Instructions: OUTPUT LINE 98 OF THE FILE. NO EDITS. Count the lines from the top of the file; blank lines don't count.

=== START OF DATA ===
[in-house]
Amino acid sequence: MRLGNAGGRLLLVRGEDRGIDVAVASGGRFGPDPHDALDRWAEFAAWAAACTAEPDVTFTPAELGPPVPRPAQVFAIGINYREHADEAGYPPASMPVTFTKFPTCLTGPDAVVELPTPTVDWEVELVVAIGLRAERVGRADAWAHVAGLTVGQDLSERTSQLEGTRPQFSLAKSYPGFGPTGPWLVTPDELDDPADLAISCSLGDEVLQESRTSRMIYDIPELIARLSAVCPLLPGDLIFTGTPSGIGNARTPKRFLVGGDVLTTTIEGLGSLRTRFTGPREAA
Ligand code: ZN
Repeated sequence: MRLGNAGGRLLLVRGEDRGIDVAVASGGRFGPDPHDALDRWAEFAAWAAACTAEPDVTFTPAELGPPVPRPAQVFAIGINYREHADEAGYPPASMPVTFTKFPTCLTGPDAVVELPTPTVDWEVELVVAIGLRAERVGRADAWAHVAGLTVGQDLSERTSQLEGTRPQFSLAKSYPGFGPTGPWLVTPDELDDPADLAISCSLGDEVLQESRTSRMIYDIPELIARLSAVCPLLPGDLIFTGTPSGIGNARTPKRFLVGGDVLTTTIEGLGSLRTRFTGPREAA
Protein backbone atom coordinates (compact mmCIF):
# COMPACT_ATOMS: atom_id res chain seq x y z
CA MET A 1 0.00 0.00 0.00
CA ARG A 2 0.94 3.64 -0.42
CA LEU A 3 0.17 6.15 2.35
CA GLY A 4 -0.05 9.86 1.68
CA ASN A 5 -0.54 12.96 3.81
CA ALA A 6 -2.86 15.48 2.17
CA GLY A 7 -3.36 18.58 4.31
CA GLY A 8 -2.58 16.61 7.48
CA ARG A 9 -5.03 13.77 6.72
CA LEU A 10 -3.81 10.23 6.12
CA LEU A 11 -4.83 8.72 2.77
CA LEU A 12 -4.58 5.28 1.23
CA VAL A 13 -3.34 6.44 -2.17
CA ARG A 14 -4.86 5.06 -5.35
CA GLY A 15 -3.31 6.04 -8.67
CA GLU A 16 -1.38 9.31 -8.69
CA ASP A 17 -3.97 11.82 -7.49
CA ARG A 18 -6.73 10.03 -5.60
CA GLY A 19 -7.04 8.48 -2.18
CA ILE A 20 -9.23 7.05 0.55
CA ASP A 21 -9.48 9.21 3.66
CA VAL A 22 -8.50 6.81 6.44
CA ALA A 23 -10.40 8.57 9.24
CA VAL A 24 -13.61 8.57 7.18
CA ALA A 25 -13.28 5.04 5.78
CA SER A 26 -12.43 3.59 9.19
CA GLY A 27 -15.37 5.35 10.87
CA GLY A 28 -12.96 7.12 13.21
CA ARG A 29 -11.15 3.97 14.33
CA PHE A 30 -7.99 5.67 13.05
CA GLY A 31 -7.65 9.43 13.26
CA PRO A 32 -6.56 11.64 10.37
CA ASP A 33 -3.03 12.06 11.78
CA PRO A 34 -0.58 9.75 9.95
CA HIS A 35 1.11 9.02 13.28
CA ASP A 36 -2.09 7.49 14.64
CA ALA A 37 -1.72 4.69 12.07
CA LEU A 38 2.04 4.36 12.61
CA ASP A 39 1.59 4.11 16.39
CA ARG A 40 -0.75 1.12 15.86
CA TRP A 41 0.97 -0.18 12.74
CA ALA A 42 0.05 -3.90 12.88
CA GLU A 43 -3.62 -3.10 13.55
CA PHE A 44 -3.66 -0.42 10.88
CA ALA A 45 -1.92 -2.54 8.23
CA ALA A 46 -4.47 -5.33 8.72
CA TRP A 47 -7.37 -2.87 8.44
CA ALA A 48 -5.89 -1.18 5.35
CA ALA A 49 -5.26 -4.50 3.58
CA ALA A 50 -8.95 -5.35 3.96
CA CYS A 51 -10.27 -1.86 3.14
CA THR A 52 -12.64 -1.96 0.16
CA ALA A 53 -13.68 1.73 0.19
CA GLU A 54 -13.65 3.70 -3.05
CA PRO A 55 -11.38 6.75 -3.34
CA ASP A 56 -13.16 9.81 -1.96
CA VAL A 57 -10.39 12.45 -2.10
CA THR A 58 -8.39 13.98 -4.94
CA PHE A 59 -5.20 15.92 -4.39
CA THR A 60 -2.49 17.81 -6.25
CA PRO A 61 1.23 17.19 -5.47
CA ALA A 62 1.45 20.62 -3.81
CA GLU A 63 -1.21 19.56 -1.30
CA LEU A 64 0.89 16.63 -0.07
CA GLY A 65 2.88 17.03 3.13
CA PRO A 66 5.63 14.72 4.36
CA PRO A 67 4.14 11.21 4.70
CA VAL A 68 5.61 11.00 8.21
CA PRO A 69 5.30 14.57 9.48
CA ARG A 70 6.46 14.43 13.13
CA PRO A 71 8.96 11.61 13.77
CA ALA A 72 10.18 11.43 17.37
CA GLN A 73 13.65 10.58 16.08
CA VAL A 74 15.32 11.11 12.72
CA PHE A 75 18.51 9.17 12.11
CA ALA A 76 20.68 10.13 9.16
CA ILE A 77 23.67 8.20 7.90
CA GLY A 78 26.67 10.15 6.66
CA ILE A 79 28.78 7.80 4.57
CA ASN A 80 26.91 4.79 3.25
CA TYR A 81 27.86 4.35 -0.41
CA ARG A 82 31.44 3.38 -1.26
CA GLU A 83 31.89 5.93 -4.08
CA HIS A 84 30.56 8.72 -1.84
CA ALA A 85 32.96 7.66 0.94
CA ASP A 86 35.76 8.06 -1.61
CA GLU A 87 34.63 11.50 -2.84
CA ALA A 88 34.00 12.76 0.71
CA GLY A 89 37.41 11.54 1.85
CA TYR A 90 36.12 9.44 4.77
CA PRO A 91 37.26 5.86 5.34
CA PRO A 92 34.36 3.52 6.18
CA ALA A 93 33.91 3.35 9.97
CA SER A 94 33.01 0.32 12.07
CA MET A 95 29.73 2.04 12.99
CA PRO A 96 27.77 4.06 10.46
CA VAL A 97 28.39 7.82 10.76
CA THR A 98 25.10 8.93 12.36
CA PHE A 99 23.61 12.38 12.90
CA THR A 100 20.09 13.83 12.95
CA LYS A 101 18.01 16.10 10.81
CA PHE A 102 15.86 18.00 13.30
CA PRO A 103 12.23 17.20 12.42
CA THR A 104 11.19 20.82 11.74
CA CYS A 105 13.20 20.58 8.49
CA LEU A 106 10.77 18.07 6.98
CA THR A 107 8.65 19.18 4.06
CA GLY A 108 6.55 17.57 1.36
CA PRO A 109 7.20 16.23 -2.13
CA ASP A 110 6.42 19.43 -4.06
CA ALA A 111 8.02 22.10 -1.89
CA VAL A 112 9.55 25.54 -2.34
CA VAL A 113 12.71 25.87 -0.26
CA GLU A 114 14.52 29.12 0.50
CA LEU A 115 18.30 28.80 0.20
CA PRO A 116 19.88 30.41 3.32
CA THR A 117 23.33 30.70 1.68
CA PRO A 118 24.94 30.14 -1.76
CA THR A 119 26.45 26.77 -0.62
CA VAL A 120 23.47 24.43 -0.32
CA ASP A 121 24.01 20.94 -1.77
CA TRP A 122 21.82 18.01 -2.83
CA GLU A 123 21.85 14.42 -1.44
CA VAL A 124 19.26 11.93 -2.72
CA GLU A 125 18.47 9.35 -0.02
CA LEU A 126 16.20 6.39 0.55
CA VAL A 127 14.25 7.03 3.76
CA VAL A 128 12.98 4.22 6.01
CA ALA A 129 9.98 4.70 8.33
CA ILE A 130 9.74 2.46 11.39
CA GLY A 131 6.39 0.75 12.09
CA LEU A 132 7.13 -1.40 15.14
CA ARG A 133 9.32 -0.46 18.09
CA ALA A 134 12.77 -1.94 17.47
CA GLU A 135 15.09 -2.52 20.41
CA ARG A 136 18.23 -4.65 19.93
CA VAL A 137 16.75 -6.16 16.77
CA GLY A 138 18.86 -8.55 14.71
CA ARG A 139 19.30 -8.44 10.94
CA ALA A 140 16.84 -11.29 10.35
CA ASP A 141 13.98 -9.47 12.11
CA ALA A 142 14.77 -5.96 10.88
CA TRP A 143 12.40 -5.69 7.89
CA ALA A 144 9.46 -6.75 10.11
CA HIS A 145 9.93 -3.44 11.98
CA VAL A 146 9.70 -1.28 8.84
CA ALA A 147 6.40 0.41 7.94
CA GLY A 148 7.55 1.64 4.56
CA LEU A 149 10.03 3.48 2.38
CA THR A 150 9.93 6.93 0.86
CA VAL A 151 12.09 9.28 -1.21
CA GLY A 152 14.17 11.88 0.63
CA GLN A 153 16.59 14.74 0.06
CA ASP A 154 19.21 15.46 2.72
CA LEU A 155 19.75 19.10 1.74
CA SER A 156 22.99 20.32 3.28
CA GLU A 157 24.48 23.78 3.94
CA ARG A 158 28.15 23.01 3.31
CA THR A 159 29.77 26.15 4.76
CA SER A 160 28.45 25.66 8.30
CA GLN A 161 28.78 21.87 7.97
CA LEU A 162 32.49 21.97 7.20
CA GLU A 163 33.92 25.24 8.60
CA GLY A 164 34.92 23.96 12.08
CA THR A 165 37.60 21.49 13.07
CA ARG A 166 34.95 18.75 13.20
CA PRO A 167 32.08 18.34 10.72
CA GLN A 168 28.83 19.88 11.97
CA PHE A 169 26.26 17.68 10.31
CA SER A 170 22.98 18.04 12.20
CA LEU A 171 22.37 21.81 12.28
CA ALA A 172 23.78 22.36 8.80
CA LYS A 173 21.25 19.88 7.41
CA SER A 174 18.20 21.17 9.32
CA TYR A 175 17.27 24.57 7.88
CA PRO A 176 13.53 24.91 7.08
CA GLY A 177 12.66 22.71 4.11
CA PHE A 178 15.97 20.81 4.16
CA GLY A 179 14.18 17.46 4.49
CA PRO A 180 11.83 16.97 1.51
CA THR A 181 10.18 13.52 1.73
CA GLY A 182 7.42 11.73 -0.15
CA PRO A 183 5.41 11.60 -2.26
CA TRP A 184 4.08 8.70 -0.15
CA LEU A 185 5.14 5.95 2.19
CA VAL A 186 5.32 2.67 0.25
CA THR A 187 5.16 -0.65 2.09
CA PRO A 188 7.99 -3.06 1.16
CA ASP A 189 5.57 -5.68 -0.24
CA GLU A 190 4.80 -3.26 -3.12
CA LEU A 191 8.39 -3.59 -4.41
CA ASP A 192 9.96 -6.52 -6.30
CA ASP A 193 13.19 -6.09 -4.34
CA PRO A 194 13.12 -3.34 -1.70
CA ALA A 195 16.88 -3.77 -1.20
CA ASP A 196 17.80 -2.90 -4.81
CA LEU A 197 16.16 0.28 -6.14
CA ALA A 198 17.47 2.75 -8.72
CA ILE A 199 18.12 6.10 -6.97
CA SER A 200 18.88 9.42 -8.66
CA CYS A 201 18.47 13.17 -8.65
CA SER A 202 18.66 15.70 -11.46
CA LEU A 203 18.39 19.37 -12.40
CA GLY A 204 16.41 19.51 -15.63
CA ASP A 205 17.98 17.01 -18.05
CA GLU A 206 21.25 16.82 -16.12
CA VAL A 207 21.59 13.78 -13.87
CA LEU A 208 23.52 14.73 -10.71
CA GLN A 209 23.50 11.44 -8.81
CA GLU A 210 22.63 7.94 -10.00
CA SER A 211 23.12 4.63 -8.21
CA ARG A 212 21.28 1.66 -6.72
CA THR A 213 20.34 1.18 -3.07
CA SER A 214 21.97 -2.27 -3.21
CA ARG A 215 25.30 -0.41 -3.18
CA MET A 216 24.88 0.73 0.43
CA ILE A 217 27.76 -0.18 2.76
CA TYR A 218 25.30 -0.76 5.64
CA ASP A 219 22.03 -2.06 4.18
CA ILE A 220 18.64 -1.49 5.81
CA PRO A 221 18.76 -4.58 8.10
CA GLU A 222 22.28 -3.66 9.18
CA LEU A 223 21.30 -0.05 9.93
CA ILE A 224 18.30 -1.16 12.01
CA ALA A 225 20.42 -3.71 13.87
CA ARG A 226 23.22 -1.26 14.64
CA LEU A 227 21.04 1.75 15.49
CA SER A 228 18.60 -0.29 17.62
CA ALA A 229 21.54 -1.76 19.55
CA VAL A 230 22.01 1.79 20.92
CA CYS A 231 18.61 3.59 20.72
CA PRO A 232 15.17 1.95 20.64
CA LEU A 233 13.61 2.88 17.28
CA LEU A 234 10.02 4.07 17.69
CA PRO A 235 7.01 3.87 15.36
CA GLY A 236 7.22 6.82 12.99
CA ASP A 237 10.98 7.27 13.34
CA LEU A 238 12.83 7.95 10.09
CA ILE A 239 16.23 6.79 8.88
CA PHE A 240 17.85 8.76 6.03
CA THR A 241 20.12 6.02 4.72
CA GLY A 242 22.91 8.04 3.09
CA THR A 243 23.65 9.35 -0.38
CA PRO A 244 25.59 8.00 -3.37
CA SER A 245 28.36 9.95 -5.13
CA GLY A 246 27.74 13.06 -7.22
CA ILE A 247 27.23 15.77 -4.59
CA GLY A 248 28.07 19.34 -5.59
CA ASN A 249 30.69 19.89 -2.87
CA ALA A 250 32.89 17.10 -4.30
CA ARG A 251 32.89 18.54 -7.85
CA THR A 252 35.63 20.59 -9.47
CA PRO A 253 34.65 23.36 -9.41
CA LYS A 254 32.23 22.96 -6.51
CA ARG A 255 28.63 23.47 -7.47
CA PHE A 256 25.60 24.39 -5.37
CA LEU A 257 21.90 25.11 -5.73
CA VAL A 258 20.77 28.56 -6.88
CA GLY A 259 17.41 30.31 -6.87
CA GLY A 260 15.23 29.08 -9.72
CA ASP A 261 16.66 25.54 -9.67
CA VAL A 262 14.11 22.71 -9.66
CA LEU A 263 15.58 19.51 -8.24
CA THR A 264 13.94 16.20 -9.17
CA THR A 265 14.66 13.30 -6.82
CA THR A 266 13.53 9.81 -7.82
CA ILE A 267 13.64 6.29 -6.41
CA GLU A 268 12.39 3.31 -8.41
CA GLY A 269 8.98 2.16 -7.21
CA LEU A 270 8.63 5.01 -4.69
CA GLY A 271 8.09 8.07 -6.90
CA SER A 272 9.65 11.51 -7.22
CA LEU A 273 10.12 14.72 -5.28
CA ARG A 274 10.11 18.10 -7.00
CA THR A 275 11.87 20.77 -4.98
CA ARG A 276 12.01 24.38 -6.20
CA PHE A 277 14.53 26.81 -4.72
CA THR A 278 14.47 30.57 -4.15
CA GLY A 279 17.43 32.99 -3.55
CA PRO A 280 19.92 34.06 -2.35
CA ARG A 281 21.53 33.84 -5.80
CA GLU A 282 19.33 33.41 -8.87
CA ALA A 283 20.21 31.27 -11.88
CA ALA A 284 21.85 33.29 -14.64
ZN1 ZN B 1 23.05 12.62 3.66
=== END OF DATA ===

CA PRO A 92 34.36 3.52 6.18